📝 Freelance writer, Podcaster & Raising Awareness
Talking all things Men’s Mental Health, family and the environment
Dad to Edie & Arlo
Lover of all creatures great and small 🐳🐕 🐢
Much like any responsibility you have with your child, weaning can be pretty daunting. Children are dependent on you for the food that’s going to help them grow and er, essentially stay alive. Pressure. But it’s not all bad…
In an ideal world, we’d all be blending every super-powered fruit and veg into a gorgeously healthy mix that our children would eat with no fuss, but here’s the thing, we don’t live in an ideal world.
Weaning is tough. There’s a lot of trial and error; one day a baby might wolf down a broccoli, kale and lentil blend like some health and fitness influencer on Instagram, then the next, throw it against the kitchen wall and the only thing they’ll consider putting near their mouth is an extra-soggy Weetabix.
Then when more solids come into play, somehow, somewhere the food Gods have engrained into children’s tiny minds that green food is bad. Why, oh why won’t children eat green vegetables? Unless it’s cucumber of course, that’s fine apparently (but I’m pretty sure cucumbers are just one step away from being water).
Add to this the issue around time, or indeed lack of it. In the early days when you’re repeatedly getting a blender out, chopping vegetables, feeding the baby and then cleaning up the resulting bombsite, takes a long time. Then as they grow, little ramekins of hearty warm meals are lovingly prepared over an afternoon but then rejected by your youthful in-house food critic, so end up being given to the dog.
Ideally, we’d all love to create similar mixtures that the likes of Piccolo produce from scratch ourselves, but a lot of us live full-on lives that don’t always allow for such creations. So, it’s no wonder that parents reach for the quick wins that are ready-made sachets and other weaning foods.
Our daughter was a great eater, but not through any miraculous techniques that we applied, I think we just got lucky. She’d eat fish, egg, vegetables, fruit, basically anything we gave her, which was a godsend after our previous struggles with breastfeeding. We thought we had this whole weaning thing nailed and we were smashing life as parents. But then three years later our son came along and we struggled to get anything down him during the weaning stage. Bugger, perhaps we weren’t such great parents after all? For a long time, all he’d eat was avocado and yoghurt – ok, there could be worse things to live off, but he wasn’t getting much variation. We manged to get some goodness down him with lots of perseverance and distractions (I do great aeroplane impressions with a spoon), but a lot of the time we had to call on our back-up; ready-made sachets. In time, his appetite changed as did his willingness to try new foods, but it helped us hugely during that time knowing we always had said back-up (by the way, he won’t touch avocados now – kids huh? God damn the colour green).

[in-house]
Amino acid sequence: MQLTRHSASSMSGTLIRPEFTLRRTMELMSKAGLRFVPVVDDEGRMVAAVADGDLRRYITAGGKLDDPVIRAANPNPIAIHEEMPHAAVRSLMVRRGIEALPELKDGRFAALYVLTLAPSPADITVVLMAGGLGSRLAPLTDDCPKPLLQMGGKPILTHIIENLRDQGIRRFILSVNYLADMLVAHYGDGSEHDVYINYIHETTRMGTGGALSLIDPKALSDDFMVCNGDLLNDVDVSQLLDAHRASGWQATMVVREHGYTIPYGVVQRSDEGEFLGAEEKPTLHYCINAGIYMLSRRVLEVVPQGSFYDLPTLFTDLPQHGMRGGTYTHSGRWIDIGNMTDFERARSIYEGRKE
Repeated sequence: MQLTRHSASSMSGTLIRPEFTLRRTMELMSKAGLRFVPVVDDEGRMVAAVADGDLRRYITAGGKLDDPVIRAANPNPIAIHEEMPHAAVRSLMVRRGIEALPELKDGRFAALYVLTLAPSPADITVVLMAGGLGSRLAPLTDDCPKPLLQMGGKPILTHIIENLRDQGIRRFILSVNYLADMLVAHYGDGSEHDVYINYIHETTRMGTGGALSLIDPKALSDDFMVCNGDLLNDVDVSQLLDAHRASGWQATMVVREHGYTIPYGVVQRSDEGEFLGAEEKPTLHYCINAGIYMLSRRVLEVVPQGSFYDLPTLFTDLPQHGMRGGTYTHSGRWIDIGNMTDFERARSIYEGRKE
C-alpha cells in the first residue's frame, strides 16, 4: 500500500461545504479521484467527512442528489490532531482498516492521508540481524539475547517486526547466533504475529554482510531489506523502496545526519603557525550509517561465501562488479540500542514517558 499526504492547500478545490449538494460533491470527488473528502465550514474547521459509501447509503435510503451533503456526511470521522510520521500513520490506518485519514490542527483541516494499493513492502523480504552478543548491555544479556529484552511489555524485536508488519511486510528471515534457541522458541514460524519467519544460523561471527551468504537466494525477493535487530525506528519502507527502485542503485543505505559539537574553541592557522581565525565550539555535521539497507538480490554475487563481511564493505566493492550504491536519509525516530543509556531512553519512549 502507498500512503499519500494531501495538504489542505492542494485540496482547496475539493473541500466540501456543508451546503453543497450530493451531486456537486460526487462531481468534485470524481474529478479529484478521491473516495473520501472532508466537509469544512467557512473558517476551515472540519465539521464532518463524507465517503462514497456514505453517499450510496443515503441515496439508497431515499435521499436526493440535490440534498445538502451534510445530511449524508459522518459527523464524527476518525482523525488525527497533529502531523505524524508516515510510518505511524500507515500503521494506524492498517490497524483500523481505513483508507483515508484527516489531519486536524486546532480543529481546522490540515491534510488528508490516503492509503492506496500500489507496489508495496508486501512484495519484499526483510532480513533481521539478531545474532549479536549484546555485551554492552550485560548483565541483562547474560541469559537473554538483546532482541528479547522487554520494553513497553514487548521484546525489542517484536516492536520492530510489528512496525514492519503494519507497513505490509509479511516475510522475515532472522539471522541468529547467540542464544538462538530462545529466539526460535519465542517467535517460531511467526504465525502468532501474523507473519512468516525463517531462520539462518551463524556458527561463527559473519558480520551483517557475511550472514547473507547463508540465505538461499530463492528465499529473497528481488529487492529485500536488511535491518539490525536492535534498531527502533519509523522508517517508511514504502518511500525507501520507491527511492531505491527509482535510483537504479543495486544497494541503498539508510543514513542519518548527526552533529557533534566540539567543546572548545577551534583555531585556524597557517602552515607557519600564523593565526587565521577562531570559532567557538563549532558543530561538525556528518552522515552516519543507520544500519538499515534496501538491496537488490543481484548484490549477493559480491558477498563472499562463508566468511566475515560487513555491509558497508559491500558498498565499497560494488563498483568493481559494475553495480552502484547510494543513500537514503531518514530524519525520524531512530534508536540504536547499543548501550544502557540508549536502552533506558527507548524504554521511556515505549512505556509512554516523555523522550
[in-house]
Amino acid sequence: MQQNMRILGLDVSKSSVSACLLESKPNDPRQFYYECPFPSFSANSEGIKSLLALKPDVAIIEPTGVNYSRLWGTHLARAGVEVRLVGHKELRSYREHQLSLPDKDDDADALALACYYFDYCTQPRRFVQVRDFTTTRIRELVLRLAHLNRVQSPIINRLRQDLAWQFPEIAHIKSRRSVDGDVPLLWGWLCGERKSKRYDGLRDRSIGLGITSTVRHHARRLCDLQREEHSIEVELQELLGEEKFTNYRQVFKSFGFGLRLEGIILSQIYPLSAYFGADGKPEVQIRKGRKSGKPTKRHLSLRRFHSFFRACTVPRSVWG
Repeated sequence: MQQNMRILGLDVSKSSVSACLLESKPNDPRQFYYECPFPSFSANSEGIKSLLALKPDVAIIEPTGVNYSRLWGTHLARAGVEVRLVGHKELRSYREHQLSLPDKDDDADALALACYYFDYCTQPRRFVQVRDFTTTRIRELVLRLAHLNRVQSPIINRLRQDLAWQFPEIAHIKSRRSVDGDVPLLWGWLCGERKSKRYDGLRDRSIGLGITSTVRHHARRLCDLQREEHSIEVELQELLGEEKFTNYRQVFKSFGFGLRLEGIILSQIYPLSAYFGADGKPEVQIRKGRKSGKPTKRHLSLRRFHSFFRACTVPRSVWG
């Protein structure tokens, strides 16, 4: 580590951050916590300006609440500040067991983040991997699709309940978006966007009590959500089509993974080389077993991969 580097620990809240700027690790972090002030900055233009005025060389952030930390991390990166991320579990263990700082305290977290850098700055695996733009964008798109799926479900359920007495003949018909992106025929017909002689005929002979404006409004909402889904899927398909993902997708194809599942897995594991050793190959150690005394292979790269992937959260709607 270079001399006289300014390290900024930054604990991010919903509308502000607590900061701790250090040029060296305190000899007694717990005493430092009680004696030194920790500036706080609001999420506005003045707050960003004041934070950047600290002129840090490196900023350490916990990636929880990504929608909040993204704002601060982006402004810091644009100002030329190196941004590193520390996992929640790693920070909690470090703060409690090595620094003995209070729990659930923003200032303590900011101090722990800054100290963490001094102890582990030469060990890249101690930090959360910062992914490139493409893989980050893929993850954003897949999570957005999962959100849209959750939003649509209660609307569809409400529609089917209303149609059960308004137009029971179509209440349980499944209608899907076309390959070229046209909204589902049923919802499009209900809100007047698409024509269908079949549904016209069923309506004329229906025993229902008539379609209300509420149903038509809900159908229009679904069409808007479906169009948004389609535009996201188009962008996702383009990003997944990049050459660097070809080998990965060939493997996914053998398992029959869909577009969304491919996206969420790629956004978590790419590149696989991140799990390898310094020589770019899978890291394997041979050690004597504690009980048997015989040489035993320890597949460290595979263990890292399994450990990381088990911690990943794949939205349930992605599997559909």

I believe the key to weaning is perseverance with a variation in diet and textures (much the same as anyone’s good food habits really), but as per our experiences, that’s not always possible. So, when the kids are having a meltdown, the dog’s throwing up the contents of a discarded ramekin, the delivery man is frantically ringing the doorbell and you’re late to take your eldest to football, having that go-to food that is quick, easy and importantly healthy is going to help massively during weaning. It might be some small pasta pieces mixed with a stock, some scrambled egg or a sachet, but it will be a god send when the stresses of real life as a parent of a young child are intensified.
The weaning stage, like most stages of parenting, has ups and downs, but like most parenting decisions, you’re in control. You can decide to give them a healthy homemade dish, but you can also decide not to be despondent if it hasn’t been well received on a particular occasion. That’s where the go-to can come into play and you and your baby will be a lot happier.